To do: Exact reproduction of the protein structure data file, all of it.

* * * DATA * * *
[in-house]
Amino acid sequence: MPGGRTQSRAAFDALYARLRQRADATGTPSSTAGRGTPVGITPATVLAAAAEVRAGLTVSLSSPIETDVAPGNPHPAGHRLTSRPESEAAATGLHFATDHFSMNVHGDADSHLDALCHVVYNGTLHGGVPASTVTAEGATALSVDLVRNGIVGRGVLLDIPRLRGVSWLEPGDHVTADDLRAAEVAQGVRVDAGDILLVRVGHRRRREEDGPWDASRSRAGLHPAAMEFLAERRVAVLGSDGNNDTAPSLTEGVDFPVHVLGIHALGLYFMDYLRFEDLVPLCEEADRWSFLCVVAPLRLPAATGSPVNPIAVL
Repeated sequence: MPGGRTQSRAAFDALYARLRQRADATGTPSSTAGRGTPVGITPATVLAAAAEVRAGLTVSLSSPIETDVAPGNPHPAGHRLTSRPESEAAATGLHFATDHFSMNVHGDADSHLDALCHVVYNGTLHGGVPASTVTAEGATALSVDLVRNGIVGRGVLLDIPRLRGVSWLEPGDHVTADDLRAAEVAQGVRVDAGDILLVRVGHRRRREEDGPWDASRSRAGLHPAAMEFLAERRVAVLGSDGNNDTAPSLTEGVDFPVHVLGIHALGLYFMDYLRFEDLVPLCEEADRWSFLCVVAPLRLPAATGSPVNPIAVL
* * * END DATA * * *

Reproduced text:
[in-house]
Amino acid sequence: MPGGRTQSRAAFDALYARLRQRADATGTPSSTAGRGTPVGITPATVLAAAAEVRAGLTVSLSSPIETDVAPGNPHPAGHRLTSRPESEAAATGLHFATDHFSMNVHGDADSHLDALCHVVYNGTLHGGVPASTVTAEGATALSVDLVRNGIVGRGVLLDIPRLRGVSWLEPGDHVTADDLRAAEVAQGVRVDAGDILLVRVGHRRRREEDGPWDASRSRAGLHPAAMEFLAERRVAVLGSDGNNDTAPSLTEGVDFPVHVLGIHALGLYFMDYLRFEDLVPLCEEADRWSFLCVVAPLRLPAATGSPVNPIAVL
Repeated sequence: MPGGRTQSRAAFDALYARLRQRADATGTPSSTAGRGTPVGITPATVLAAAAEVRAGLTVSLSSPIETDVAPGNPHPAGHRLTSRPESEAAATGLHFATDHFSMNVHGDADSHLDALCHVVYNGTLHGGVPASTVTAEGATALSVDLVRNGIVGRGVLLDIPRLRGVSWLEPGDHVTADDLRAAEVAQGVRVDAGDILLVRVGHRRRREEDGPWDASRSRAGLHPAAMEFLAERRVAVLGSDGNNDTAPSLTEGVDFPVHVLGIHALGLYFMDYLRFEDLVPLCEEADRWSFLCVVAPLRLPAATGSPVNPIAVL